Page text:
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Chidambaram says current account deficit worrying, eyes gold curbs
NEW DELHI/MUMBAI |
NEW DELHI/MUMBAI (Reuters) - India's record current account deficit is "worrying," Finance Minister P. Chidambaram said on Wednesday, and hinted at cutting gold imports to bolster weak external accounts that have brought back memories of a 1991 currency crisis.
Data on Monday showed the deficit widened to 5.4 percent of gross domestic product (GDP) in the September quarter, driven by falling exports. The gap, the widest in absolute terms since 1949, has weakened the rupee currency and exposed the economy to costlier imports.
"While the CAD is indeed worrying, I think it is within our capacity to finance," Chidambaram told reporters, referring to the current account deficit.
He said he was considering reining in imports of gold, used as an investment tool by Indians but which mean a drain on foreign currency reserves.
"We may be left with no choice but to make it a little more expensive to import gold," Chidambaram said. He however, declined to elaborate.
The government could increase the import duty on gold by 1-2 percentage points, though no decision had been taken, a senior finance ministry official told Reuters.
In 1991, the current account deficit hit 3 percent of GDP and India came within weeks of running out of foreign currency. It was forced to airlift some gold stocks to Europe to secure loans, a humiliating situation that helped bring down a government and usher in free market reforms.
This time, the economy is far bigger and more open, and Chidambaram said foreign investment flows should be able to finance the deficit without drawing on hard currency reserves of $296.5 billion, enough for about seven months of imports.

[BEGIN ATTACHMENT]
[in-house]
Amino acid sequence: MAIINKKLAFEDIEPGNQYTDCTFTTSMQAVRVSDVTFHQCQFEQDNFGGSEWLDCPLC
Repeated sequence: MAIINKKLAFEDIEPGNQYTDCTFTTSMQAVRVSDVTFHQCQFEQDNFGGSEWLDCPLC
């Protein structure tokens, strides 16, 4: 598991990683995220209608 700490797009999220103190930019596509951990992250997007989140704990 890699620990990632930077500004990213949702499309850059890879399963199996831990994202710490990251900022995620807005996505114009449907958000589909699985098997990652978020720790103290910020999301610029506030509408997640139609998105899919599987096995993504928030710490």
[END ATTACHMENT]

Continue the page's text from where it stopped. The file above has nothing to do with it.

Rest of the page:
Even so, worries over India's external accounts, borrowing and fiscal deficit have led global ratings agencies Standard & Poors and Fitch to threaten downgrading its credit to junk.
Faced with the prospect of fighting elections in 2014 on the back of the weakest economic growth in a decade, high inflation and a possible sovereign downgrade, in September, Prime Minister Manmohan Singh - a veteran economist who oversaw the 1991 reforms - launched controversial new measures to free up the economy, including inviting investment from foreign supermarkets.
"I would like to once again underscore the crucial importance of FDI and FII," Chidambaram said, referring to foreign direct investment and foreign institutional investment.
"As I have said before, attracting foreign funds to India has become an economic imperative."
Since September, the government has raised limits on how much corporate and government debt foreign investors buy, but the widening deficit has faced headwinds from expensive oil, high gold imports and a sharp drop in exports.
Chidambaram said gold imports at $20.25 billion substantially contributed to the widening of the current account deficit - $38.7 billion or 4.6 percent of GDP in the first six months of the current fiscal year ending in March.
"Suppose gold imports had been one half of the actual level, that would have meant our foreign exchange reserves would have increased by $10.5 billion," he said.
In the April-November period, India's total exports contracted by nearly 6 percent from a year earlier, leaving a trade deficit of nearly $130 billion.
Worried by the ballooning deficit, the government in March doubled the import duty on gold to 4 percent. Gold is the biggest contributor to the import bill after crude oil and is easier to tame than energy supplies.
Chidambaram said he expected gold imports to touch $40 billion in the current fiscal year to end-March, down 31 percent from the year-ago bill of $58 billion.
"As it is demand is lower and this could dent demand for gold further," said Gnanasekar Thiagarajan, director of Commtrendz Research in Mumbai.
Recently, Reserve Bank of India executive Director Deepak Mohanty urged investors to shift from physical gold as a hedge against rising prices to financial products like inflation-linked bonds.
India's gold imports rose 9 percent to 223.1 tonnes in the September quarter, after a 56 percent fall in the June quarter to 131 tonnes. Analysts predict a recovery in the December quarter due to peak festival- and wedding-season buying.
(Reporting by Manoj Kumar and Siddesh Mayenkar; Editing by Frank Jack Daniel and Robert Birsel)
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